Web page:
Cases of Gender Inequality in the Workplace

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It was not too long ago when men were considered to be superior to women. Men were often the breadwinners of society while women took on the role as stay at home wives. Women had little to no rights. Their only purpose in life was to satisfy their husbands and bare children. Over the years, things slowly started to change for the better. Women were able to go through education and started working in male dominant careers. However, there is still a huge problem of gender inequality today.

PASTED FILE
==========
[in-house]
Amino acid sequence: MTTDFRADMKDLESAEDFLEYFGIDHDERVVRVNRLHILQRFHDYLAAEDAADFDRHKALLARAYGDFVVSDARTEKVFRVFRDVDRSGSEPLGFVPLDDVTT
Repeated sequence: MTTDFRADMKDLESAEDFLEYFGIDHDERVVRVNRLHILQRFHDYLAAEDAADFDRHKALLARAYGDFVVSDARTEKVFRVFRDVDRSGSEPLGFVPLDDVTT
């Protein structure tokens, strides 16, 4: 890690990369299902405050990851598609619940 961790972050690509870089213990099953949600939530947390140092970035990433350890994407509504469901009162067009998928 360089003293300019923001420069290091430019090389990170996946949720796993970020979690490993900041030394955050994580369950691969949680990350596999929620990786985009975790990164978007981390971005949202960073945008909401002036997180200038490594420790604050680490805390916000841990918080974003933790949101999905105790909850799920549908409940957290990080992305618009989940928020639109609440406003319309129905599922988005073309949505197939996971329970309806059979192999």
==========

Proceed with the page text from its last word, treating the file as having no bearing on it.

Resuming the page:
Gender inequality often start out at home. Gender is defined by Newman as “psychological, social, and cultural aspects of maleness and femaleness.” This is the place children socialize into gender norms. Newman defines socialization as “process through which one learns how to act according to the rules and expectations according to a particular culture.” Norms is defined by Newman as “the culturally defined standard or rule of conduct.” Conforming to gender norms can cause a lot of harm, especially to women. Newman defines society as “a population of people living in the same geographic area who share a culture and a common identity and whose members are subject to the same political authority.” In many patriarchal societies, boys are preferred over girls because they believe they are more useful. Patriarchy is defined by Newman as “male-dominated society in which cultural beliefs and values give higher prestige and value to men than women.” Boys are sent off to school while girls are just expected to be married off. Women’s role as mothers and wives are devalued and often deprives them of their rights and many opportunities. In many countries, women are not even allowed to own property. At home, boys are expected to do chores such as mowing the lawn or painting, while girls are expected to do the cooking and cleaning. This division of chores tells kids that they have to take different roles based off of their gender. Newman defines roles as “a set of expectations, rights, obligations, behaviors, duties- associated with a particular status.”